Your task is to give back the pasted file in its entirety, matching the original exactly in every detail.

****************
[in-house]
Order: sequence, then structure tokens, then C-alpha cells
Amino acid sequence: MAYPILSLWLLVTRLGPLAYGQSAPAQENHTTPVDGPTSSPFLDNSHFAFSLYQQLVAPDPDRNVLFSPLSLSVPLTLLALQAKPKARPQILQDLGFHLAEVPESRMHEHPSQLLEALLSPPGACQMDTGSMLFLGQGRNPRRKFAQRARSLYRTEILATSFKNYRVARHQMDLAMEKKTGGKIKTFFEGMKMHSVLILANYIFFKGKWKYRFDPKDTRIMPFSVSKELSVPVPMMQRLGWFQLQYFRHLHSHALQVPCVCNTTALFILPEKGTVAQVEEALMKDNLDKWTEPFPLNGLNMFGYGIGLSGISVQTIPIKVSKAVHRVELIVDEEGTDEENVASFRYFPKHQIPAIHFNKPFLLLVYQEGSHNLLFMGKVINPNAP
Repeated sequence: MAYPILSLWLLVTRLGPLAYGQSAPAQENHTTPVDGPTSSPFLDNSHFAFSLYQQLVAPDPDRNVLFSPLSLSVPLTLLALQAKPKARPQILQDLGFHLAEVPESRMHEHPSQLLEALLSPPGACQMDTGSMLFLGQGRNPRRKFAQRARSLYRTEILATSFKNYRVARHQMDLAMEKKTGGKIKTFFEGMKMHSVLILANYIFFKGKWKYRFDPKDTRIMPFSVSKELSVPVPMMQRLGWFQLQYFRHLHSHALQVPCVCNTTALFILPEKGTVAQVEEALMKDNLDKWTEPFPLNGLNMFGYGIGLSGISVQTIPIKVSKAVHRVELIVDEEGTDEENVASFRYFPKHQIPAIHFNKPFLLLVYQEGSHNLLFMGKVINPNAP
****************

[in-house]
Order: sequence, then structure tokens, then C-alpha cells
Amino acid sequence: MAYPILSLWLLVTRLGPLAYGQSAPAQENHTTPVDGPTSSPFLDNSHFAFSLYQQLVAPDPDRNVLFSPLSLSVPLTLLALQAKPKARPQILQDLGFHLAEVPESRMHEHPSQLLEALLSPPGACQMDTGSMLFLGQGRNPRRKFAQRARSLYRTEILATSFKNYRVARHQMDLAMEKKTGGKIKTFFEGMKMHSVLILANYIFFKGKWKYRFDPKDTRIMPFSVSKELSVPVPMMQRLGWFQLQYFRHLHSHALQVPCVCNTTALFILPEKGTVAQVEEALMKDNLDKWTEPFPLNGLNMFGYGIGLSGISVQTIPIKVSKAVHRVELIVDEEGTDEENVASFRYFPKHQIPAIHFNKPFLLLVYQEGSHNLLFMGKVINPNAP
Repeated sequence: MAYPILSLWLLVTRLGPLAYGQSAPAQENHTTPVDGPTSSPFLDNSHFAFSLYQQLVAPDPDRNVLFSPLSLSVPLTLLALQAKPKARPQILQDLGFHLAEVPESRMHEHPSQLLEALLSPPGACQMDTGSMLFLGQGRNPRRKFAQRARSLYRTEILATSFKNYRVARHQMDLAMEKKTGGKIKTFFEGMKMHSVLILANYIFFKGKWKYRFDPKDTRIMPFSVSKELSVPVPMMQRLGWFQLQYFRHLHSHALQVPCVCNTTALFILPEKGTVAQVEEALMKDNLDKWTEPFPLNGLNMFGYGIGLSGISVQTIPIKVSKAVHRVELIVDEEGTDEENVASFRYFPKHQIPAIHFNKPFLLLVYQEGSHNLLFMGKVINPNAP